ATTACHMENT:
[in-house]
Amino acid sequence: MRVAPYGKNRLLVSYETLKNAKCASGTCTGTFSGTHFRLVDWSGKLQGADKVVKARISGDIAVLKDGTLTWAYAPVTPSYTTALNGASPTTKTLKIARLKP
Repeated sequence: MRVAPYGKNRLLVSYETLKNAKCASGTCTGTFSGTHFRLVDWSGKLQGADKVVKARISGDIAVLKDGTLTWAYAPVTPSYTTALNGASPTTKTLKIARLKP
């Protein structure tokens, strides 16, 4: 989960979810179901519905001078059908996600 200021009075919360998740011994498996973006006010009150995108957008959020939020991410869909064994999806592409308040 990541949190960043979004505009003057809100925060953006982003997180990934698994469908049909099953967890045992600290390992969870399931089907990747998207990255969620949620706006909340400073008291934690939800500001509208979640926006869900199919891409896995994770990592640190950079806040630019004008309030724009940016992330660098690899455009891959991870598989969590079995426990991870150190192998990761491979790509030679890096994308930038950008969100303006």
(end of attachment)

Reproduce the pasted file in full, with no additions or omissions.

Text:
[in-house]
Amino acid sequence: MRVAPYGKNRLLVSYETLKNAKCASGTCTGTFSGTHFRLVDWSGKLQGADKVVKARISGDIAVLKDGTLTWAYAPVTPSYTTALNGASPTTKTLKIARLKP
Repeated sequence: MRVAPYGKNRLLVSYETLKNAKCASGTCTGTFSGTHFRLVDWSGKLQGADKVVKARISGDIAVLKDGTLTWAYAPVTPSYTTALNGASPTTKTLKIARLKP
């Protein structure tokens, strides 16, 4: 989960979810179901519905001078059908996600 200021009075919360998740011994498996973006006010009150995108957008959020939020991410869909064994999806592409308040 990541949190960043979004505009003057809100925060953006982003997180990934698994469908049909099953967890045992600290390992969870399931089907990747998207990255969620949620706006909340400073008291934690939800500001509208979640926006869900199919891409896995994770990592640190950079806040630019004008309030724009940016992330660098690899455009891959991870598989969590079995426990991870150190192998990761491979790509030679890096994308930038950008969100303006």